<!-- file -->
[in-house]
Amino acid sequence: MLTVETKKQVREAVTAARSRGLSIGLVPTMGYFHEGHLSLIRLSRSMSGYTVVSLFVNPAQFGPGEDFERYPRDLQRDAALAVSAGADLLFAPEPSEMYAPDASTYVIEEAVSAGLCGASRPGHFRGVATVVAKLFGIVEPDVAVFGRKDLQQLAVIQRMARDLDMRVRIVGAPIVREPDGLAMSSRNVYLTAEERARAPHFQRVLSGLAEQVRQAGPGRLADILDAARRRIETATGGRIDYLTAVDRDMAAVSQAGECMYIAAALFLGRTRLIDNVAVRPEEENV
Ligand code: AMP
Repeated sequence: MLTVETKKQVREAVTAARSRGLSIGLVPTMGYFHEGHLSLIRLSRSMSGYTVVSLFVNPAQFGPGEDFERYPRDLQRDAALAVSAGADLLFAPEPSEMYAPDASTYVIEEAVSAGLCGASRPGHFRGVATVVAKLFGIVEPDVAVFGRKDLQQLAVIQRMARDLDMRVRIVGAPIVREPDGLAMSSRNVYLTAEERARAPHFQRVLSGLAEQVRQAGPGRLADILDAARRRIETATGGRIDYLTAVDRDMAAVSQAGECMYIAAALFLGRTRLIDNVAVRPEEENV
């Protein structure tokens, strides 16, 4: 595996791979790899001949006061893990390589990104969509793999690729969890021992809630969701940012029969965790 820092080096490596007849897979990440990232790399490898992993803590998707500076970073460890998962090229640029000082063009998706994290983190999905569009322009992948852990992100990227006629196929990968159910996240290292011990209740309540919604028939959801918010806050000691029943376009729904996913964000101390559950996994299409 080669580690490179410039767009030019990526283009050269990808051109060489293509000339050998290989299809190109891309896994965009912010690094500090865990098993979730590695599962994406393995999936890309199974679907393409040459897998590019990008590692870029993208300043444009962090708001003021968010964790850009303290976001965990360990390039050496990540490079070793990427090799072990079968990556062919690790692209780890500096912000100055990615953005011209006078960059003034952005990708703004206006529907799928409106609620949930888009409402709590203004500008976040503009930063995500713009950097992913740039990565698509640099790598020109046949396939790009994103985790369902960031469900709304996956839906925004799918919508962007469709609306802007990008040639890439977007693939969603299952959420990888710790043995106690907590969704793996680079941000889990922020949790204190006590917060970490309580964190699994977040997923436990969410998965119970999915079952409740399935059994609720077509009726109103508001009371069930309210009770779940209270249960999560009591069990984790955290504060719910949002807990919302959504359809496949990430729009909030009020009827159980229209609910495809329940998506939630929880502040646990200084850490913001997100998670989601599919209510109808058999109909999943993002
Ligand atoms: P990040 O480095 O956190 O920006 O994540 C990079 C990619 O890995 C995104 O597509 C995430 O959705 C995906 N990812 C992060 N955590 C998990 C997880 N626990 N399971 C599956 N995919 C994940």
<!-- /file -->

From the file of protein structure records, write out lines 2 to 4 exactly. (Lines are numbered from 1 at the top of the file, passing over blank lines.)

Amino acid sequence: MLTVETKKQVREAVTAARSRGLSIGLVPTMGYFHEGHLSLIRLSRSMSGYTVVSLFVNPAQFGPGEDFERYPRDLQRDAALAVSAGADLLFAPEPSEMYAPDASTYVIEEAVSAGLCGASRPGHFRGVATVVAKLFGIVEPDVAVFGRKDLQQLAVIQRMARDLDMRVRIVGAPIVREPDGLAMSSRNVYLTAEERARAPHFQRVLSGLAEQVRQAGPGRLADILDAARRRIETATGGRIDYLTAVDRDMAAVSQAGECMYIAAALFLGRTRLIDNVAVRPEEENV
Ligand code: AMP
Repeated sequence: MLTVETKKQVREAVTAARSRGLSIGLVPTMGYFHEGHLSLIRLSRSMSGYTVVSLFVNPAQFGPGEDFERYPRDLQRDAALAVSAGADLLFAPEPSEMYAPDASTYVIEEAVSAGLCGASRPGHFRGVATVVAKLFGIVEPDVAVFGRKDLQQLAVIQRMARDLDMRVRIVGAPIVREPDGLAMSSRNVYLTAEERARAPHFQRVLSGLAEQVRQAGPGRLADILDAARRRIETATGGRIDYLTAVDRDMAAVSQAGECMYIAAALFLGRTRLIDNVAVRPEEENV